Installing the trim is way easier if I staple the shims into place before hand. In the picture, the shims don’t support the window (there are ones that do this but are mostly cut off), they just create a plane that will keep the sill and casings flat/vertical (or at least nearly so).
When I first started shimming the trim I just used a razor blade to cut the shims to the length I wanted. But this proved to be a pain because I not only needed to combine multiple shims together but they all had to be less than several inches long. By clamping a block to my miter saw fence 2.5” away from the blade I made 20 large shims into 100 or so 2.5” shims — with very little effort.
Just before I place the shims in the window opening, I grab a handful and arrange them from thin to thick. That way I can quickly grab several different thicknesses to create a combination that is the total thickness that I want.
Another gem I found along the journey…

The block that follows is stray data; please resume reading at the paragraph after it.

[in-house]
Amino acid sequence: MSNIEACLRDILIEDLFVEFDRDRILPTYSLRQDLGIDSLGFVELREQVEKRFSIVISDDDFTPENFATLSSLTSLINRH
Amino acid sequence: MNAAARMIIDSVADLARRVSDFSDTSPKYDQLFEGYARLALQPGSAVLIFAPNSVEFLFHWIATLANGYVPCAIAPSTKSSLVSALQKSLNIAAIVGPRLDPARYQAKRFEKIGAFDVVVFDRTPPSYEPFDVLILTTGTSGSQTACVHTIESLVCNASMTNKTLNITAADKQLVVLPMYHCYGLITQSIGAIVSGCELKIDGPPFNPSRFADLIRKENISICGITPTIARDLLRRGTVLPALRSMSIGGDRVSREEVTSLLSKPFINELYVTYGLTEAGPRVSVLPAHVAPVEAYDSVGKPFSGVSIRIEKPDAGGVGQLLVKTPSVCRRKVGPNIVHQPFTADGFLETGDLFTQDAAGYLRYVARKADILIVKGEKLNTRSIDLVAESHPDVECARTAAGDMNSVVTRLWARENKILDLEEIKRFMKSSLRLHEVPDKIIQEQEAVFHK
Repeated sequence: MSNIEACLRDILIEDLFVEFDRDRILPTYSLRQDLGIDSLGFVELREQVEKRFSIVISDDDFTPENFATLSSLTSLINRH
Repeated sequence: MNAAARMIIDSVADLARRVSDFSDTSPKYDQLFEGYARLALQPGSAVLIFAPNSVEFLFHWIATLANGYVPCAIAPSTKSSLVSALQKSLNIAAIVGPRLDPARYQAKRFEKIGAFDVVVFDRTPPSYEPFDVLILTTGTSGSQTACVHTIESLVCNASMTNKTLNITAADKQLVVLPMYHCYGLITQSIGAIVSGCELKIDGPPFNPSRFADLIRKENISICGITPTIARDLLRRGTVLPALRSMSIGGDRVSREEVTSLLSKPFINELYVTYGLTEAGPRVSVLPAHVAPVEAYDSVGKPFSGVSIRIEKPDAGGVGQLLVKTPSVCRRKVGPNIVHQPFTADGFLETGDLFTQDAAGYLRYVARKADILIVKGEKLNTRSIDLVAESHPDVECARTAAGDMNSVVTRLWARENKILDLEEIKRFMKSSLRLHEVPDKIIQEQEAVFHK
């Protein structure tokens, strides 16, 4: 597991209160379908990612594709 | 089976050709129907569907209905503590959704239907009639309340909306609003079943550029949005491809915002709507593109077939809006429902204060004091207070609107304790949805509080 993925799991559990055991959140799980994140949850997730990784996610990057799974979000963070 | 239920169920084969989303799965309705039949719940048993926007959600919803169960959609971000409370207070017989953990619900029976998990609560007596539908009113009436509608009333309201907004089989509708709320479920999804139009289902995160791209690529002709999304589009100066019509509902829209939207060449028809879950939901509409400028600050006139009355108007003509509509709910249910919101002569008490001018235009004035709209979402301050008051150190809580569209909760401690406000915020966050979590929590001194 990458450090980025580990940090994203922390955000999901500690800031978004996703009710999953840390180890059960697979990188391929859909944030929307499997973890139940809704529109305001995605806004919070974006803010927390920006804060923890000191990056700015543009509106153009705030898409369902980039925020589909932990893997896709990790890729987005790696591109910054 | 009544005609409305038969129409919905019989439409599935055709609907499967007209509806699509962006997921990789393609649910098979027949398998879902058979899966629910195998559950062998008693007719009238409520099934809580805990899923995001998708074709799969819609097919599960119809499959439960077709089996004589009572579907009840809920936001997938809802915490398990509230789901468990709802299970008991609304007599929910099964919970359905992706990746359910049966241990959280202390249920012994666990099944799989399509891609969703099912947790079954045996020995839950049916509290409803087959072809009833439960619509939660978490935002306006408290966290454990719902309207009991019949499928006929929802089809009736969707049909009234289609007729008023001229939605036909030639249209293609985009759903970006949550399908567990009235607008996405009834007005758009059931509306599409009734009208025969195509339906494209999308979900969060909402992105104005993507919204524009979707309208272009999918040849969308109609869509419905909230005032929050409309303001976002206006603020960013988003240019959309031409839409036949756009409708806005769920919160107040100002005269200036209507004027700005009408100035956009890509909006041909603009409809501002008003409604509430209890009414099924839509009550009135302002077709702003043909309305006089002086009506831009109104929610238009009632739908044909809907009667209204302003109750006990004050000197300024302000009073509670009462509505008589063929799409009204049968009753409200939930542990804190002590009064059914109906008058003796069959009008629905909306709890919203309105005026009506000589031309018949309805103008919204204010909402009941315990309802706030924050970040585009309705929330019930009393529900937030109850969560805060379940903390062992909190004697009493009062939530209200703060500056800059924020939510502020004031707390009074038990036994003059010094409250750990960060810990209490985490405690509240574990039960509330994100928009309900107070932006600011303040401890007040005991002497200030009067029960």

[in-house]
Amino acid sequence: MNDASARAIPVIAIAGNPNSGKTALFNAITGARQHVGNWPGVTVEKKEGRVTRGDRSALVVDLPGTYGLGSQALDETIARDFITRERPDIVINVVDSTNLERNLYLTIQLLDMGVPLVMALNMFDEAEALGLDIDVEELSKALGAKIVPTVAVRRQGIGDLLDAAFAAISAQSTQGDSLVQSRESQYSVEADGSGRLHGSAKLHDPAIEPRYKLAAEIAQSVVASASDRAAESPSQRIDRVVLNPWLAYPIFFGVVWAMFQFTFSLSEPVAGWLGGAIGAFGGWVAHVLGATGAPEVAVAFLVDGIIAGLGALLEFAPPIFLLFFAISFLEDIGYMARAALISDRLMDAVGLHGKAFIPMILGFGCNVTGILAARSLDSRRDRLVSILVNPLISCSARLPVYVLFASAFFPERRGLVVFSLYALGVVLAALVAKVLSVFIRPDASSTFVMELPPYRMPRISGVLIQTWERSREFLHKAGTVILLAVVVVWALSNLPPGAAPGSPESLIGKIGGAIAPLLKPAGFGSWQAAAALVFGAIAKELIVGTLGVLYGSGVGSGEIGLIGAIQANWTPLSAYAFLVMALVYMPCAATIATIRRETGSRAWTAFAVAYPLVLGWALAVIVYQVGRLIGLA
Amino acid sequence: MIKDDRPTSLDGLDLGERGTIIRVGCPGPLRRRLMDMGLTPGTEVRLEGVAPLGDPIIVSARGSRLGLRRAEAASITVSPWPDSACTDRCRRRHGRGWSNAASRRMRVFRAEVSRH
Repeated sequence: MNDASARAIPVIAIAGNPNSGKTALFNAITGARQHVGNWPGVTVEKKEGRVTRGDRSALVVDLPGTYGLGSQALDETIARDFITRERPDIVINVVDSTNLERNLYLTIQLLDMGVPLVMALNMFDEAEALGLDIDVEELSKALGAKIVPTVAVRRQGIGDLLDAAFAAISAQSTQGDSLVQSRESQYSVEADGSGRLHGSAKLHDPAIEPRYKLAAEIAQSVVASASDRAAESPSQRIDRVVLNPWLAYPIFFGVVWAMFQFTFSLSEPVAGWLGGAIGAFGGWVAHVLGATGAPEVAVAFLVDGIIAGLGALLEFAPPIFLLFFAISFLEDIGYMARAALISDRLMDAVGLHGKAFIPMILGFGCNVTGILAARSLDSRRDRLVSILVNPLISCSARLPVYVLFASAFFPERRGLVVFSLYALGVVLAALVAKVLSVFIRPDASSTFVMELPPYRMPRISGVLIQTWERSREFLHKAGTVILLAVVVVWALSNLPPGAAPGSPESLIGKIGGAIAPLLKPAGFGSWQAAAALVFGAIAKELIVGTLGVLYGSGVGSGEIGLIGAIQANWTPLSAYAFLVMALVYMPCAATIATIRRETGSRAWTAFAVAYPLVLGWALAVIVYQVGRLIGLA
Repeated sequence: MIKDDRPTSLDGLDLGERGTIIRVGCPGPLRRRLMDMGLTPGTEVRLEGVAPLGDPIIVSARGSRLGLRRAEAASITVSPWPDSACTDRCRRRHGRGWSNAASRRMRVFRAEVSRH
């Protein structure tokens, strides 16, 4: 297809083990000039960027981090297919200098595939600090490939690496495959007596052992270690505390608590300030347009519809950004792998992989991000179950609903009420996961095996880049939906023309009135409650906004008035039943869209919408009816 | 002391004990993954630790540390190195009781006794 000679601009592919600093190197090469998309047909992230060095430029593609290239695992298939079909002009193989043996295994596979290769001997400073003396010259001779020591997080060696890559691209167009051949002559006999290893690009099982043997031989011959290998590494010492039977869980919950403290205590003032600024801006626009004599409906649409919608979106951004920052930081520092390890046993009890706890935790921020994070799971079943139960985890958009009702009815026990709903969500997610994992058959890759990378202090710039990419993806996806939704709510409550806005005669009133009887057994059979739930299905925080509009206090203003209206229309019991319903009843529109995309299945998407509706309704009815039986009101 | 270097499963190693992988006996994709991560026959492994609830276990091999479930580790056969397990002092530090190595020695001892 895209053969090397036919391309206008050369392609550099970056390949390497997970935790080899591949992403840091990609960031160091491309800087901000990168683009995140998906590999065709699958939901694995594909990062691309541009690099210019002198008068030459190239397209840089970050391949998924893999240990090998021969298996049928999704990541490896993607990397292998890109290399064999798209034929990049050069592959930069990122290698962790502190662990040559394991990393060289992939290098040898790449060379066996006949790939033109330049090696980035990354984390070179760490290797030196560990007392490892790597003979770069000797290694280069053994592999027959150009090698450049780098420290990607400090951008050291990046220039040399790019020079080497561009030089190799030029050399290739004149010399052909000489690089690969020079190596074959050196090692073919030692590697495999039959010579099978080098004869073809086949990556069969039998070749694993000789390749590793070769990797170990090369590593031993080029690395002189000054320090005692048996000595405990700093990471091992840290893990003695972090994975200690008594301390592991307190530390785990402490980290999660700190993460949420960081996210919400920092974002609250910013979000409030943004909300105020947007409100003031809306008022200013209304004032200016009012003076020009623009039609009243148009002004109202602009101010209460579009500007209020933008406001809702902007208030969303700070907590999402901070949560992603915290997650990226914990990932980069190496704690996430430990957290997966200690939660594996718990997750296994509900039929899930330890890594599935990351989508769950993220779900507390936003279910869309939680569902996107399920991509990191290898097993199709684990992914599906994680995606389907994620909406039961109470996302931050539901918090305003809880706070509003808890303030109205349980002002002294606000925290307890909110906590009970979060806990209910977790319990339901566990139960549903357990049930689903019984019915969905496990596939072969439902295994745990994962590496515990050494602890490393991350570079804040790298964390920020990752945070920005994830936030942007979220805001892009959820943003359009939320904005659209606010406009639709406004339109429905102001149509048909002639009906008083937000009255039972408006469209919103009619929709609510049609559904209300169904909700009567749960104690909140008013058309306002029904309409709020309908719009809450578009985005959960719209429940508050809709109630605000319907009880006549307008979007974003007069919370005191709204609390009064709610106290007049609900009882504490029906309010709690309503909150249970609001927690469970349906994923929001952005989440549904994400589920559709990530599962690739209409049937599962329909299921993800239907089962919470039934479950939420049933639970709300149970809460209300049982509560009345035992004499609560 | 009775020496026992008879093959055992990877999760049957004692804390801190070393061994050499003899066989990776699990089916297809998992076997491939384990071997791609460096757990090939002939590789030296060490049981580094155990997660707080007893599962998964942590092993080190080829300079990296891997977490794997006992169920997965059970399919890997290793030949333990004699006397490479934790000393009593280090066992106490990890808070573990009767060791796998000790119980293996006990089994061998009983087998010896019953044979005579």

PS. I would love to model this post after an infomercial— if only there was enough time in the day. At first, black and white. You see me attempting to cut a shim with a razor blade and making one of several embarrassing or dangerous cutting slips: nearly stabbing myself as I try to cut the shim on my leg; gouging the wall accidentally; Gintzuing off the bottom of the curtains. Then you would see a close-up of me cutting the shim and it falling to pieces (POOF and I’m left with a handful of toothpicks). Or maybe I successfully incised the shim but then it won’t break off— I’m left toiling, trying and trying to break the shim along my cut but to no avail; surrendering with my head shaking and hands raised in frustration. Then, POOF #2: from a cloud of glittery smoke my blog post appears in technicolor, light shining upon it, and you totally understand that how you used to use shims is like proto-man pushing a cart with square wheels! All of a sudden I want to work for a marketing firm or start a comic strip ;-)